In a small Polish village near a Russian exclave, US-led NATO battle group is ready ‘in case anything happens’
BEMOWO PISKIE, Poland — When American troops first deployed to northeast Poland in 2017 to lead a NATO enhanced Forward Presence battle group, the population of the village of Bemowo Piskie grew by a third overnight.
Nearly three years later, locals have grown used to the military presence and the occasional columns of tanks that pass through the village. Some say having the Americans in the village, which lies just south of the strategic Suwalki Corridor — a border area between Poland and Lithuania that is sandwiched between Belarus and the Russian exclave of Kaliningrad — makes them feel safer. Others just like having them in town.
“American soldiers in Bemowo Piskie enjoy being here and we like having them,” said Kate, a villager who didn’t want to give her last name.
The U.S.-led battle group is one of four on NATO’s eastern flank aimed at deterring Russian aggression in Europe. The other three are in Estonia, Latvia and Lithuania, all of which were annexed by the Soviet Union immediately after World War II, only regaining their freedom in 1991 when the USSR crumbled.
Russia often breaches the air space of the three Baltic states, has conducted crippling cyberattacks against them, and in 2014 was accused by the Estonians of abducting a security official at the border.
A 2018 report co-authored by former U.S. Army Europe commander retired Lt. Gen. Ben Hodges called the Suwalki Corridor, about 60 miles northeast of Bemowo Piskie, “some of the most important territory within NATO’s borders.”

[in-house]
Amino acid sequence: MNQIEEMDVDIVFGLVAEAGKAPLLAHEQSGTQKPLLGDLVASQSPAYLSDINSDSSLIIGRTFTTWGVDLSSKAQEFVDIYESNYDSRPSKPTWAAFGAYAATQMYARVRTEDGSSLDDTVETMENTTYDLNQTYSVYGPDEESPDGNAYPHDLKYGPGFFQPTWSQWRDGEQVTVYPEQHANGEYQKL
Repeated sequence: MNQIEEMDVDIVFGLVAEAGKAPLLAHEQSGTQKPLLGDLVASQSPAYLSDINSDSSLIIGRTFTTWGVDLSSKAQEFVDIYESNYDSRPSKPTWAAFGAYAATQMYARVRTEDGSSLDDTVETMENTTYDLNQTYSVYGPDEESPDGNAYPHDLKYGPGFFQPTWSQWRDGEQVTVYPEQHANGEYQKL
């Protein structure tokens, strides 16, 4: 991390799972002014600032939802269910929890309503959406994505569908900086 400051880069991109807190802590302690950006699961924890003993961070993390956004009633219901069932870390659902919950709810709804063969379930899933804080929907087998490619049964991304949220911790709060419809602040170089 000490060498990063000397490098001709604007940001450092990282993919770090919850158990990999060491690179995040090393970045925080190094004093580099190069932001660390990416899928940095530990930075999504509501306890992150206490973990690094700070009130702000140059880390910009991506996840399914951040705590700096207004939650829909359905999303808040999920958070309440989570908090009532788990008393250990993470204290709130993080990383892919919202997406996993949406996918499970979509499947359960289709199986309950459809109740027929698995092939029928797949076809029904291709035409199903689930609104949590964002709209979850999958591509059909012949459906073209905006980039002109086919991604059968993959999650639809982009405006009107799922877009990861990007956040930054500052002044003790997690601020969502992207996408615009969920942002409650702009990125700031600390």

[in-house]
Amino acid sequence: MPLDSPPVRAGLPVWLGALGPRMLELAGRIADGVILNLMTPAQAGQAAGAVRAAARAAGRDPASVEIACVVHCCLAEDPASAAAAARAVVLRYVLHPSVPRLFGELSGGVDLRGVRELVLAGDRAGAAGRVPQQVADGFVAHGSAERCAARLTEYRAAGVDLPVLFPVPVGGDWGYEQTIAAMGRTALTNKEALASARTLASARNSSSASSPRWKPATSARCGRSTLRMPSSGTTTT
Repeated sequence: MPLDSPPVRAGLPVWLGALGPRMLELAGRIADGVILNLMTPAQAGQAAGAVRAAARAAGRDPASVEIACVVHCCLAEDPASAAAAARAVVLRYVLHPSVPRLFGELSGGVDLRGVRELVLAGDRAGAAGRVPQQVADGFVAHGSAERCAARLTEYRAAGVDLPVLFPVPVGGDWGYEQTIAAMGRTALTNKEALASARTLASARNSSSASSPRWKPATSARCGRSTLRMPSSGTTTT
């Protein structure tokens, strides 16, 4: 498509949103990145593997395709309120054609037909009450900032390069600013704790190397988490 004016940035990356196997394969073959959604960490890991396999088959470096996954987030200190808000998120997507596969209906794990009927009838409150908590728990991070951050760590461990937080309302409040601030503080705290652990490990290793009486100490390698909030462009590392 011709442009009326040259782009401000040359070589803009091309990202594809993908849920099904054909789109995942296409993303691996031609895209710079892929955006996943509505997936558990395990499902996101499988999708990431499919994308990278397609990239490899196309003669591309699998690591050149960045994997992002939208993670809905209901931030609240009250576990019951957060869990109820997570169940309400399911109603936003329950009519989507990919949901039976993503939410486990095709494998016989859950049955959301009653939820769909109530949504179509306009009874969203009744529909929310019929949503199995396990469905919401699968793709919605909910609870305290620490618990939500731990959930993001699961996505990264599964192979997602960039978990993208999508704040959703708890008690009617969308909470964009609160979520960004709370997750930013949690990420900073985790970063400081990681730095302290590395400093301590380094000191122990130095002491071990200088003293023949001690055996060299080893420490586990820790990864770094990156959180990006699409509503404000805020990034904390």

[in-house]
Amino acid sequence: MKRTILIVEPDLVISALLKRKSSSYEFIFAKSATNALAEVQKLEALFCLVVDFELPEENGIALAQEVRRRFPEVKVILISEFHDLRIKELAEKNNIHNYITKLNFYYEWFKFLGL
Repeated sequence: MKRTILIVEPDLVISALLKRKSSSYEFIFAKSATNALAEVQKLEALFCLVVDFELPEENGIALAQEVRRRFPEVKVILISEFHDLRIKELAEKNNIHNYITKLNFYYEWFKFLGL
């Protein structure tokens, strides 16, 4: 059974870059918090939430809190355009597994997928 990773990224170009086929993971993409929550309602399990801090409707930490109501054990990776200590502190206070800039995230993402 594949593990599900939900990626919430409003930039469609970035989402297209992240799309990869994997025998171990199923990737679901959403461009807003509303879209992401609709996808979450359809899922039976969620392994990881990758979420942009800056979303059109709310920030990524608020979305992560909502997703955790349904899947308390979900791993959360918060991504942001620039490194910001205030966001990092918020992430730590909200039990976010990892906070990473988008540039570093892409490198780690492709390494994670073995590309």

“It is NATO’s physical link between the Baltic littoral to the north and the European plain to the south. If this Corridor is not fully secured, NATO’s credibility as a security guarantor to Lithuania, Latvia, and Estonia could be seriously undermined,” the report said.
Having American and other NATO troops in Bemowo Piskie is seen as a deterrent to Russian aggression because, under NATO’s founding principles, an attack on the battle group would be seen as an attack on the entire alliance. But with around 15,000 Russian troops based in Kaliningrad, just 65 miles north of Bemowo Piskie, the U.S.-led battle group, which with Polish, Croatian, Romanian and British forces totals about 1,200 troops, would be sorely outnumbered in an attack.
The troops know their job would be to hold off any attackers until NATO could strike back on a much larger scale.
“We have a training plan in case anything happens,” said Capt. Ian Staley, Lightning Troop commander for 3rd Squadron, 2nd Cavalry Regiment. “We don’t feel that being this close [to Russia] is an issue. It is an opportunity for us to be in Bemowo Piskie in case anything happens.”
American troops cycle through Bemowo Piskie in six-month rotations, living in barracks inside the fenced-off training area of around 42,000 acres, where they regularly participate in exercises with forces from other NATO member states.
Earlier this month, the battle group took part in “kill tank,” an exercise designed to “teach soldiers about the functions and capabilities of weapons systems,” Staley said. In July last year, Bemowo Piskie was host to the first Interoperability Games, testing how well allied troops can use each other’s equipment and vehicles.
Other than the language barrier and a 10 p.m. curfew, the American troops are free to take advantage of the village’s amenities – two small grocery stores and two restaurants.
“The soldiers enjoy going out in town and out at night, even though it is a small town,” Kate, said.
Some of the Americans came to Poland with apprehensions – not because of how close they’d be to Russia but because they’d heard stories about the long, cold winters and how small and isolated Bemowo Piskie is.
“I heard a lot of horror stories, but it’s not as bad as I thought it would be,” said Spc. Kyle Bercsik, who arrived in January with the 2nd Cavalry Regiment, out of Vilseck, Germany.
“There are soccer and basketball teams,” and Bercsik attends Polish lessons with a few other soldiers, he said.
“It puts the stress away for a couple of hours.”